Ἀξίζει, ὡς πολίτες φέροντες ψῆφο νὰ ὑπηρετήσουμε παντί τρόπῳ τὴν πάσης φύσεως ἀκεραιότητα αὐτοῦ τοῦ τόπου καὶ αὐτοῦ τοῦ λαοῦ, ἀντιμετωπίζοντας δανειστὲς καὶ πάσης φύσεως σωτῆρες μὲ μία πυγμὴ, παύοντας νὰ ἀναθέτουμε παρελθόν, παρὸν καὶ μέλλον σὲ ὁλίγιστους, ὁλιγάρχες καὶ ὁλιγαρχομένους, σὲ ἀνθρώπους τῶν ὁποίων οἱ ἰδεολογικὲς ἀγκυλώσεις καὶ στρεβλώσεις, ὁ πολιτικὸς ἀμοραλισμός, ἡ ἔλλειψη ἠθικῆς ἀκεραιότητας καὶ σοφίας δὲν τοὺς ἐπιτρέπουν νὰ δοῦν τὸ ὅλον στὸ κάθε ἐπιμέρους, μὲ συνέπεια νὰ εἶναι ἀδιάφοροι καὶ ἀνίκανοι γιὰ τὴ σωτηρία τῶν μὴ ταυτιζομένων μὲ τὴν δική τους ἑτερότητα.

Ἀς ἐπιβάλουμε, ἐπιτέλους, στὸ βαθμὸ ποὺ ἐξαρτᾶται ἀπὸ τὴν ψῆφο μας, τὸ τέλος τῆς κομματοκρατίας καὶ τοῦ κατακερματισμοῦ, κραυγάζοντας στοὺς ἐκπροσώπους μας στὸ Ἑλληνικὸ Κοινοβούλιο ὅτι ὀφείλουν στὸν ἑλληνικὸ λαό, αὐτοὺς ποὺ εἶναι τῶρα ἐδῶ, ὅσους ἔφυγαν καὶ ἐκείνους ποὺ εἶναι νά ̓ρθουν, τὸ χρέος τῆς ἑνότητας.

Sketchy thoughts on Good and Evil (part I)

Quite a time ago a friend had asked me to write to him about how do I define Good and Evil, and what do they mean to me. I had pondered on the issue and provided him an answer, which I reproduce here without modifications; it might be of some interest. Not much has changed in my views, I believe.

My friend, thank you for your question. I shall start by providing you with the original Greek terms for Good and Evil. Secondly, I shall give you a rough outline of the grounds Good and Evil are established on in the Greek philosophical tradition and thought, both pagan and Christian. Then, I will write about some fundamental distinctions that will allow you to understand what I am about to claim, namely that:

a. The Good is ontologically identical with: love, beauty, goodness, truth, wisdom, unity, being, life, peace, freedom. On the moral level, you can add all the derivatives of the above, plus, for instance, benevolence, stillness, unselfishness, etc. This has become partly clear by the Greeks 2-3 thousand years ago, but the experiential understanding of it culminated in its theoretical constructions ca. 1500 years ago.

b. Evil is ontologically validated as a paradox reality. For it is about: lack, privation, chaos, destruction, deprivation of substance and form, in fact, Evil is about non-being, and It is non-being itself. But it is not non-being in a way exceeding being, but in a way of absolute nothingness. Could you imagine that? I admit, I have difficulties in imagining it. For, we are beings and as such our relation with corruption is only accidental, partial and never complete. Obviously, we will never reach that state of “non-state”, and even if we did, it wouldn’t allow us to know anything about it. For knowledge is only knowledge of something, and a ‘something’ is already a being! The best the human mind can do, is to depict Evil in ontologically positive ways. All I mean is that the worst version of Evil the human mind can think of, with or without speculation, is an evil ‘entity’, yet a being.

But let’s move on.

I.

A. For the word Good the Greek word options are: 1. ἀγαθός; grammatically masculine genre (Greek has three concrete identifications of nouns, reflected almost always in the suffix of the words: masculine, feminine, neutral). Used both as adjective and noun, the term is extensively used in the literature, since its origins with Homer, to predicate both God, a good man and/or an animal. 2. ἀγαθό(ν); grammatically neutral, predicating material and immaterial things. When predicating immaterial ‘matters’ it serves as adjective, whereas in predicating material goods is holding a noun’s value.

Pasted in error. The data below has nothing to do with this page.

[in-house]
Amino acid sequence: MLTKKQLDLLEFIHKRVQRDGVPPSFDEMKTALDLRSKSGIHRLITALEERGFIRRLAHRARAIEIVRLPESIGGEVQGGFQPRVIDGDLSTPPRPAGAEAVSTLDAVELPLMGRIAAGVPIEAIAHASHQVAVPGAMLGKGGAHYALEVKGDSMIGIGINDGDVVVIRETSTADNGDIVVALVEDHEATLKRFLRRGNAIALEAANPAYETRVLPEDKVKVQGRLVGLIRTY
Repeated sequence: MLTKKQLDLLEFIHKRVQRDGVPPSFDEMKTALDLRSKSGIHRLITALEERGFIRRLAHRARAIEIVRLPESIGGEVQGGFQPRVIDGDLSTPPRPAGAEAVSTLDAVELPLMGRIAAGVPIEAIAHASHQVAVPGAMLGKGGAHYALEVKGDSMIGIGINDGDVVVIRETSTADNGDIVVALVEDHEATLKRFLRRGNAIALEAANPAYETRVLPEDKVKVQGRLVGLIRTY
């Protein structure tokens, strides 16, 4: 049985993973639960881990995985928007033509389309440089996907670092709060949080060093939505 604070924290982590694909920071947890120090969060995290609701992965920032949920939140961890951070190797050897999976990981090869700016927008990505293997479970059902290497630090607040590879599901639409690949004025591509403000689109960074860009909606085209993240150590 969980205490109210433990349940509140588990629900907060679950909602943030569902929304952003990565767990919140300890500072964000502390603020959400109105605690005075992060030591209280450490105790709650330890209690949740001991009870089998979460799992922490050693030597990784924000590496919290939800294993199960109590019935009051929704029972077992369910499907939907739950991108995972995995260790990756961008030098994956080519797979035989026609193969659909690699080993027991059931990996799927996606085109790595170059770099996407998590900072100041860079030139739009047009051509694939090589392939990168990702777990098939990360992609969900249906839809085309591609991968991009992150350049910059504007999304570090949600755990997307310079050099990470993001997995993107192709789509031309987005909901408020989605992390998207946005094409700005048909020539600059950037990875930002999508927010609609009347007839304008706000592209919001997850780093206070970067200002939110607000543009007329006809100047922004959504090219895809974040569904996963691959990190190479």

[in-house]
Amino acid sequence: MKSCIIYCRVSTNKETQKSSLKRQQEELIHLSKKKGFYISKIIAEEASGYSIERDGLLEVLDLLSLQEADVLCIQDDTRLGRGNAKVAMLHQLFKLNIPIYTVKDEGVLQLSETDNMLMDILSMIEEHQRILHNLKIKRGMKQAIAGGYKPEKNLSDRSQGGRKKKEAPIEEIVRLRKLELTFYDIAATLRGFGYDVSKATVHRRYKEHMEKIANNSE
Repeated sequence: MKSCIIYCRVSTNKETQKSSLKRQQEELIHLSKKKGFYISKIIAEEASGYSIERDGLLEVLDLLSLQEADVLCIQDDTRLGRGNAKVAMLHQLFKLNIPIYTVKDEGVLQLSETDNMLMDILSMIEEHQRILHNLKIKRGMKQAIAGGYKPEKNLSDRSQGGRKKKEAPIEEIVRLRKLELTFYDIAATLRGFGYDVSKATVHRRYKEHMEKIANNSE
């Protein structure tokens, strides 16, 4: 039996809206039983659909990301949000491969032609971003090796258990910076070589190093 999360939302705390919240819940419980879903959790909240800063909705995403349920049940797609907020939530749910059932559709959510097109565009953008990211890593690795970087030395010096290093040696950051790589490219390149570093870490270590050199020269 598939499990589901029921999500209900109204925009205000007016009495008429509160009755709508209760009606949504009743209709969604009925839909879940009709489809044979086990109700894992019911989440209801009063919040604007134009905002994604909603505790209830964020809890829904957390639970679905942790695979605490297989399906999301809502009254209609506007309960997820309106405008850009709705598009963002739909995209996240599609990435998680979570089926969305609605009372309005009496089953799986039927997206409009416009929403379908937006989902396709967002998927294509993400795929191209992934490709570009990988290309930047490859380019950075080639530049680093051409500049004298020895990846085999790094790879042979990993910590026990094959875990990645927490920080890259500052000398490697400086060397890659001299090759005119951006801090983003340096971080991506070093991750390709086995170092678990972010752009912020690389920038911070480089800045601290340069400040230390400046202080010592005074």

B. For the word Evil the Greek term is: κακό(ν); it is grammatically neutral, and this makes already a point about the understanding of Evil. (There is, similarly to the above, a broadly used masculine word (κακός), but it is always serving as adjective, and thus we don’t need to expand over this since the scope of your question is rather metaphysical than moral. You may see in the Greek literature, Christian – non-Christian, Ancient, Medieval and Modern, pagan and non-pagan, that evil(s) is always rendered either in the singular κακόν, or in the plural κακά.

II.

Greek philosophy, whether in antiquity, late antiquity, early christian times, Byzantium, or the modern times, has always clearly distinguished between Metaphysics / Ontology, Epistemology, and Ethics. But never, among the Greeks these directions become segregated and split from each other: a radical distinction between Metaphysics and Ethics started within western Medieval thought and now, of course, these fields have become so remote from each other as the earth is remoted from the sun. For the Greeks the discussion on the first principles of the Cosmos, the origin and the nature of beings, the constitution and the function of human knowledge, as well as the proper way of living, have always been unified and united, so that morality was a natural outcome of wisdom. This is a very very sketchy outline which can help you to place a discussion on Good and Evil, within Greek civilisation and tradition of thought, whether pagan or Christian. Moreover, one might bear in mind that the Greeks have never been living without religion, namely without reference to the Source of everything. The very constitution of Greek thought posits the fundamental questions and attempts to provide with answers that explicate and rationally advance the mythical outcomes, which, again, are full of religious consciousness. It might be interesting, for you, by the way, to have a suggestion on the origin of the term θρησκεία (religion). Θρησκεία, has been suggested, relates etymologically to terms such as, θρώσκω (to see, to look at; interesting, by the way, that man in Greek is rendered as ἄνθρωπος {compound word, consisted of the preposition ἄνω (up) + θρωπος {he who sees}), θεωρῶ, θωρῶ (to envisage, to have a vision), θεωρία (theory), and much more.